The deal gives a great deal of added heft to Pfizer’s pharmaceutical division — the combined Pfizer/Wyeth entity represents $70 billion in annual sales. Pfizer was already the leading pharmaceutical supplier at retail pharmacy for the 12 months ending November according to IMS Health. And that’s thanks in large part to the company’s Lipitor franchise. While Lipitor is the No. 1 drug sold in retail pharmacy today, the first patent protecting the statin expires as soon as 2010, though most analysts project a generic Lipitor will be introduced by November 2011.
Lipitor isn’t the only blockbuster Pfizer drug facing generic competition in the near future. Pfizer’s erectile dysfunction franchise pioneer Viagra is slated to lose patent protection in 2012.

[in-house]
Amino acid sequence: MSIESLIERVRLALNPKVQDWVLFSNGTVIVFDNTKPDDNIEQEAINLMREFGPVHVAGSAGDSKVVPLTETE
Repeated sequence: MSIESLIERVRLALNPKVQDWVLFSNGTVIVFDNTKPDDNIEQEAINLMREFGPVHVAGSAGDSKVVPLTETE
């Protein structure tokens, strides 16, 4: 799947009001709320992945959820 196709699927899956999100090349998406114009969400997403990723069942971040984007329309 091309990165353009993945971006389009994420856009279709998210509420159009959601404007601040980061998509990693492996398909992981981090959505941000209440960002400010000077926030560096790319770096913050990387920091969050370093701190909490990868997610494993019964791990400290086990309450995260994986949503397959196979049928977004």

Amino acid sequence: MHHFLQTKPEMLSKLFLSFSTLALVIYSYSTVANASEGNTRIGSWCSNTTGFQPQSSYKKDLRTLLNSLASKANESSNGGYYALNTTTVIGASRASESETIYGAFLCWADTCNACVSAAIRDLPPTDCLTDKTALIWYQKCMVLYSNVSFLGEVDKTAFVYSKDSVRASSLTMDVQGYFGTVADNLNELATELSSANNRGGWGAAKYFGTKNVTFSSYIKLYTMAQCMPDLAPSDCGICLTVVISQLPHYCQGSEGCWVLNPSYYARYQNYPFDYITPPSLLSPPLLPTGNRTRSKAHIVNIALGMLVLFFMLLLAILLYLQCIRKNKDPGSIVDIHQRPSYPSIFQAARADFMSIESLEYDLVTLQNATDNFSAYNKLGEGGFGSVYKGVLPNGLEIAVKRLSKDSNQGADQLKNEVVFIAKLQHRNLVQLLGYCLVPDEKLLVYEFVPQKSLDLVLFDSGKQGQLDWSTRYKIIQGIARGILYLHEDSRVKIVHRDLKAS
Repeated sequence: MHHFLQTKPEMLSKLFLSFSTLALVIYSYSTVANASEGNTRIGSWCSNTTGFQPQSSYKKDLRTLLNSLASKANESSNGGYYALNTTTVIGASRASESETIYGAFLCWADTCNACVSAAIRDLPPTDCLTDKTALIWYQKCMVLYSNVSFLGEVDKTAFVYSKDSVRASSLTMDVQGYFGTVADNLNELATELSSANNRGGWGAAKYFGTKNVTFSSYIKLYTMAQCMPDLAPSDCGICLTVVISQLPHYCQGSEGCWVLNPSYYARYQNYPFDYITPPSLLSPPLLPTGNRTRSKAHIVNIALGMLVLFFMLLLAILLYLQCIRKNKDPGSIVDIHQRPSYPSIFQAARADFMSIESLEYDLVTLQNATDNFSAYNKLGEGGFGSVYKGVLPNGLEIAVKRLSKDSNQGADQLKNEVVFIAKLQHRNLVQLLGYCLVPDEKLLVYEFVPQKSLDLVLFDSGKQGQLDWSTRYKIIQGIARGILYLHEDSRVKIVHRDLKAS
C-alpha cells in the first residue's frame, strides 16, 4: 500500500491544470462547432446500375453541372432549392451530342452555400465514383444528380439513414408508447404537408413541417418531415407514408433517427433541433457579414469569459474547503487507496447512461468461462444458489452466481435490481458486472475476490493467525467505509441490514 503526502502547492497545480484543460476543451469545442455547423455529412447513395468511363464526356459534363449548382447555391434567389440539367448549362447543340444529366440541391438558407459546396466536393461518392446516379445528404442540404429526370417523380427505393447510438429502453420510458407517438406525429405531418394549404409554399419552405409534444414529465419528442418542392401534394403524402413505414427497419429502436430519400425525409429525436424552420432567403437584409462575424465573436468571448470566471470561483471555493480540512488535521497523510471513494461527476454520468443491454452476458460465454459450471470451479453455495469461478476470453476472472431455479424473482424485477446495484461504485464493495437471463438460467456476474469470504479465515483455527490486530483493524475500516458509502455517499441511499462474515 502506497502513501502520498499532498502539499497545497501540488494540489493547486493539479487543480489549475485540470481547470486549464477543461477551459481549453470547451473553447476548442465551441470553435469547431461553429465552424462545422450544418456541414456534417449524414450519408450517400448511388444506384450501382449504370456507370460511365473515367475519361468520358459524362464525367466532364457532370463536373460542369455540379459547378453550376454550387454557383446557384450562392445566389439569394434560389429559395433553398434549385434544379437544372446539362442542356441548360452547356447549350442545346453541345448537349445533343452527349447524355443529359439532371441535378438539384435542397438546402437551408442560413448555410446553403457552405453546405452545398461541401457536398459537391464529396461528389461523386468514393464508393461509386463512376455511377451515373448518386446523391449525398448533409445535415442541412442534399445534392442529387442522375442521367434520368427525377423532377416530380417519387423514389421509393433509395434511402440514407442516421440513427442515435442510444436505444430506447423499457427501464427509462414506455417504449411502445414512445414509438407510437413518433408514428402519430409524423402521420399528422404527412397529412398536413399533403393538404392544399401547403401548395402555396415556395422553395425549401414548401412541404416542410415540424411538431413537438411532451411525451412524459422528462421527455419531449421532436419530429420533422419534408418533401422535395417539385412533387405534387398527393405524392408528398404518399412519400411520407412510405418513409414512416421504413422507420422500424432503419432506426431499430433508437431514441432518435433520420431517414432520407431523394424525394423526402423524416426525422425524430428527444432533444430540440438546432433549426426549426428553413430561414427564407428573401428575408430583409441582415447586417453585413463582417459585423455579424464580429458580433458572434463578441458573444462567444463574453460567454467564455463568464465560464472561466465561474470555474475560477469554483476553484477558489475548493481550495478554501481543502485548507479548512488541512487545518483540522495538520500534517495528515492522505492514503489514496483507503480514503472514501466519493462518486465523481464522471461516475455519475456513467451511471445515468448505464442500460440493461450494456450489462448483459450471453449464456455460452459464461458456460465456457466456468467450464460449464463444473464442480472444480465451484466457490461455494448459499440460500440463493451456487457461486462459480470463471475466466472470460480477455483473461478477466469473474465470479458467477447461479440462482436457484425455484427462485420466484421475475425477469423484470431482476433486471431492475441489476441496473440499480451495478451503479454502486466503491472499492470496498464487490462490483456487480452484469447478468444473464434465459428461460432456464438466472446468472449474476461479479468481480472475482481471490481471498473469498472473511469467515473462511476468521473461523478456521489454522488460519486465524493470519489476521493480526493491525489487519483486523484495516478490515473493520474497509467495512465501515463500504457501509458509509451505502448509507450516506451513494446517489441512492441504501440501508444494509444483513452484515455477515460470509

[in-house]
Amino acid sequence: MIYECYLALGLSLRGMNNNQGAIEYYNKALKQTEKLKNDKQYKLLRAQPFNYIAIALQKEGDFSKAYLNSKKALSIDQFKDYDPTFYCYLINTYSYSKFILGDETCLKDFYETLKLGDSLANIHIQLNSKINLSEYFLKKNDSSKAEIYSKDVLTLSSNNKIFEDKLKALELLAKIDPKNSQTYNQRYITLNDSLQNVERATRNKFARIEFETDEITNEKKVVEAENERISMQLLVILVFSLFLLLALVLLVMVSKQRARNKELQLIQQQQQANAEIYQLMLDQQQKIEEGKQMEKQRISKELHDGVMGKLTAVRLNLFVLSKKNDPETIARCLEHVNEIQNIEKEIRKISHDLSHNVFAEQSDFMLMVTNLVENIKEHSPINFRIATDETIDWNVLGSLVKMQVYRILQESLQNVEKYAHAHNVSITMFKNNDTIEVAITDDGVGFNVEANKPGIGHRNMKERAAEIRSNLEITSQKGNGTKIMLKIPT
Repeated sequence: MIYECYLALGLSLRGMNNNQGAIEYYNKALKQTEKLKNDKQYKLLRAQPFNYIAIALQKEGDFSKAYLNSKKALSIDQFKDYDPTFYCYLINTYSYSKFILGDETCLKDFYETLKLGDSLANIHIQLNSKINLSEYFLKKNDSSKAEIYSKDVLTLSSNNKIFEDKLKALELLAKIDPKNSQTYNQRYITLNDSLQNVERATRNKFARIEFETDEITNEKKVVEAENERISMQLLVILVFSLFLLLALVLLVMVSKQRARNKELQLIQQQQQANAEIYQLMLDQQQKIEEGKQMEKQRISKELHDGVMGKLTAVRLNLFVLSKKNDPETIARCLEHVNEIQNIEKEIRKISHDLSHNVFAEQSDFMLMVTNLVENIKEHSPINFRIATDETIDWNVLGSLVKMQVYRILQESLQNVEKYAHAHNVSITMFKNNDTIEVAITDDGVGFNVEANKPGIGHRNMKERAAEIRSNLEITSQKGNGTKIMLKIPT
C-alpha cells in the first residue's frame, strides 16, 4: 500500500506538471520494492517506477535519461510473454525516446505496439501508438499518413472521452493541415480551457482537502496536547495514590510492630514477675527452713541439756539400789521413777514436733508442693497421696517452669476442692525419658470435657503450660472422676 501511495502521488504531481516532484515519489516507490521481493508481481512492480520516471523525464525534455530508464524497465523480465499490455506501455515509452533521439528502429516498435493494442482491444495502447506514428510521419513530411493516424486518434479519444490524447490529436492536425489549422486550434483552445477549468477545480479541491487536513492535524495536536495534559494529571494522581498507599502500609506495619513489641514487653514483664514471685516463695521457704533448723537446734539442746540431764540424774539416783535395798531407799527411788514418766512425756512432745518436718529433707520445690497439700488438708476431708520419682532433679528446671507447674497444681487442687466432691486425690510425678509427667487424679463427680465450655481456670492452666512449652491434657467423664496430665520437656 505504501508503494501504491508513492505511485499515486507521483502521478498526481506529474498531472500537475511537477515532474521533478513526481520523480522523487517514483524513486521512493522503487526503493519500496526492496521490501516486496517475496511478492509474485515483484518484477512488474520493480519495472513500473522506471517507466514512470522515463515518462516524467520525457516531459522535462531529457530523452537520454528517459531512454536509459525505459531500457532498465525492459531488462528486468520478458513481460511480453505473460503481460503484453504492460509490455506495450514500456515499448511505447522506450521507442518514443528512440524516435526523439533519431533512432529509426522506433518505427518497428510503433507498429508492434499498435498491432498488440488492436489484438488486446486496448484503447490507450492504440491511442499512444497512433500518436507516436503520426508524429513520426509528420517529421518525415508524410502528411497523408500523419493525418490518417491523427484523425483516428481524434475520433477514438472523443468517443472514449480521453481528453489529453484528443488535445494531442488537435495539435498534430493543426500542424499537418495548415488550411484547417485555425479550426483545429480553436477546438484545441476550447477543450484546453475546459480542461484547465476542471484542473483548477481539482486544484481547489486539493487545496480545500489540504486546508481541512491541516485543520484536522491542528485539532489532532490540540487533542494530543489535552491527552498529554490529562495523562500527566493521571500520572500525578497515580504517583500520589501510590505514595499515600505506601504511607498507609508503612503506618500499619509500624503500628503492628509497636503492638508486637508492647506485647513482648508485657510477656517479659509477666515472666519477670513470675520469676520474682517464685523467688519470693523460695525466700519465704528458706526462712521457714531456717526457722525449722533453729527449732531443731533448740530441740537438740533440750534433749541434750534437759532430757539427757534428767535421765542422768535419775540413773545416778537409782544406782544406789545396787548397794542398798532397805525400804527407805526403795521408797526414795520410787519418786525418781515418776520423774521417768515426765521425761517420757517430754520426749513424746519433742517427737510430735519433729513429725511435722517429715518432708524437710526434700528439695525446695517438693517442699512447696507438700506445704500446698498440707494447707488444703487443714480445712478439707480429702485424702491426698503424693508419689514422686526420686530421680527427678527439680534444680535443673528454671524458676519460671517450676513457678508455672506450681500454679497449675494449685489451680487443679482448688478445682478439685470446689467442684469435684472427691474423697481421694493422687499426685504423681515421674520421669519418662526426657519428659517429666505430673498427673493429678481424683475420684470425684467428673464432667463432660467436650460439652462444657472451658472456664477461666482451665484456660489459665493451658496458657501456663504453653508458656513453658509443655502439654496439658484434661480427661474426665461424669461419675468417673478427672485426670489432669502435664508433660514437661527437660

Together, Pfizer and Wyeth will field 17 different blockbuster drugs on the market this year with no one drug accounting for more than 10 percent of overall revenues.
And while Wyeth has its own share of blockbusters facing generic competition, merging with Wyeth gains Pfizer entry into two promising arenas — biomedicine and vaccines.
The deal also underscores the value of a consumer health division. While OTC division sales are typically dwarfed by their Rx-only sister divisions, OTC affords a company significant free cash flow during economically challenged periods.